Few in population developed COVID-19 antibodies in first wave, research suggests

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A cross-sectional, nationwide analysis of more than 28,000 patients on dialysis in the United States found that fewer than 10 percent of U.S. adults had novel coronavirus (COVID-19) antibodies as of July 2020 and fewer than 10 percent were diagnosed, according to new research published in The Lancet. The new study also showed higher COVID-19 infection rates among ethnic minorities and people living in lower-income, high density, urban areas, underling the need for COVID-19 public health efforts that prioritize these populations to prevent general community spread.

In the study, researchers tested the seroprevalence of SARS-CoV-2 antibodies in a randomly selected representative sample of 28,503 patients to provide a nationwide estimate of exposure to SARS-CoV-2 during the first wave of the pandemic. Of the sample population, 89 percent were tested in the first two weeks of July. The sampling was representative of U.S. patients on dialysis distributed by age, sex, race, ethnicity, and region, with the exception that these sampled patients were less likely to be non-Hispanic Blacks compared to the general U.S. adult population. Patients in the sample lived in 46 states and 1,013 U.S. counties.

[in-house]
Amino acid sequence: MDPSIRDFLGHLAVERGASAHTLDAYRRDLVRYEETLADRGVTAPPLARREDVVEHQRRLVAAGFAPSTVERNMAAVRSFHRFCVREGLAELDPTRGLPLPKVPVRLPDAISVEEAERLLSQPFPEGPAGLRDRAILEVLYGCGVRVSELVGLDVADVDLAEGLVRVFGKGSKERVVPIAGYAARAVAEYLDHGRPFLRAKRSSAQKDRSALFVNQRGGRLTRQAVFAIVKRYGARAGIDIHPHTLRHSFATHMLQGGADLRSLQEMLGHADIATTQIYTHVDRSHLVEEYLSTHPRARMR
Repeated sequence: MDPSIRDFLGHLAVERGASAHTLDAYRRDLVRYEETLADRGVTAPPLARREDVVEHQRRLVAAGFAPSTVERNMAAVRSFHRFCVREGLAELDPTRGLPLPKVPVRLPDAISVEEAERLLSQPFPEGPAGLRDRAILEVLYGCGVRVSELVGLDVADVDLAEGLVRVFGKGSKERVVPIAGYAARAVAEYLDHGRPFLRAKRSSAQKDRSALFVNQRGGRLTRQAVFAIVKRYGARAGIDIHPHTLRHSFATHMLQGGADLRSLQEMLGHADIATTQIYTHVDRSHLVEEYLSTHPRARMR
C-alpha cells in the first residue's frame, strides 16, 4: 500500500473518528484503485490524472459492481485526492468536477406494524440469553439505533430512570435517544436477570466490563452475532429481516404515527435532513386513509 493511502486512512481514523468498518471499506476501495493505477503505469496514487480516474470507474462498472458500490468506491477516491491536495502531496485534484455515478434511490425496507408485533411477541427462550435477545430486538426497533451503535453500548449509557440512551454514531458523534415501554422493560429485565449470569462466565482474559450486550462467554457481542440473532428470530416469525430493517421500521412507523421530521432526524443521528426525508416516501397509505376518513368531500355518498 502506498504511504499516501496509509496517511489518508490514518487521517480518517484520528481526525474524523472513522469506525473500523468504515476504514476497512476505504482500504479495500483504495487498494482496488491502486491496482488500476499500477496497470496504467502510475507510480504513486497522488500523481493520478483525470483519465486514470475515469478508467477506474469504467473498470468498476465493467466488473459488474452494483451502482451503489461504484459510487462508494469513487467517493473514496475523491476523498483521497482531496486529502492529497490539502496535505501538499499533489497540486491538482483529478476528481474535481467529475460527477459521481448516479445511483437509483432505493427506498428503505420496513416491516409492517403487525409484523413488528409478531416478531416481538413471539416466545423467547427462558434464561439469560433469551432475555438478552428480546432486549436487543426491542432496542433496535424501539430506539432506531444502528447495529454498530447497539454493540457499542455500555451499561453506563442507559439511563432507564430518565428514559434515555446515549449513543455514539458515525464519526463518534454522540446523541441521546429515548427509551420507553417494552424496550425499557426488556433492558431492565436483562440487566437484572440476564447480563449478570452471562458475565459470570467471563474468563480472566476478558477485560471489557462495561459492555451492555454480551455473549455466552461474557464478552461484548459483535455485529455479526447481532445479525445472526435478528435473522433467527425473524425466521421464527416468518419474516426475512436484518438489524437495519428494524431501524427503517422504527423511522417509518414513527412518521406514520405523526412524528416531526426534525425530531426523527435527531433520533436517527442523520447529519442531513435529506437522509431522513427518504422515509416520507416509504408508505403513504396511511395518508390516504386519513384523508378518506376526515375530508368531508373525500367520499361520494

Accounting for the externally validated test sensitivity, seroprevalence ranged from 8.2 percent to 9.4 percent in the sampled population. Researchers estimated the SARS-CoV-2 standardized seroprevalence in the U.S. population to be approximately 9.3 percent. The authors also found significant regional variation from less than 5 percent in the western United States to greater than 25 percent in the northeast.

By comparing seroprevalence data from their study with case counts per 100,000 population from Johns Hopkins University, the authors estimate that 9.2 percent of seropositive patients were diagnosed.

The authors note several limitations, including that the process of undergoing in-center hemodialysis might include the use of public or non-public shared transportation to and from the facility, thus increasing the potential for exposure. Conversely, because patients on dialysis are less likely to be employed and more likely to have restricted mobility, the data might underestimate overall seroprevalence in the general population. Finally, patients receiving dialysis may have more likely died or been hospitalized due to complications of SARS-CoV-2 infection. If so, these patients would not have been present for testing in the dialysis facilities, creating a survival bias and yielding lower estimates of exposure, the researchers said.

Despite these limitations, the researchers said the study shows that a surveillance strategy relying on monthly testing of the remainder plasma of patients receiving dialysis can produce useful estimates of SARS-CoV-2 spread inclusive of hard-to-reach, disadvantaged populations in the U.S. Such surveillance can inform disease trends, resource allocation, and effectiveness of community interventions during the COVID-19 pandemic.

"This research clearly confirms that despite high rates of COVID-19 in the United States, the number of people with antibodies is still low and we haven't come close to achieving herd immunity,” Julie Parsonnet, MD, study author and a professor of medicine at Stanford University. “Until an effective vaccine is approved, we need to make sure our more vulnerable populations are reached with prevention measures.”  

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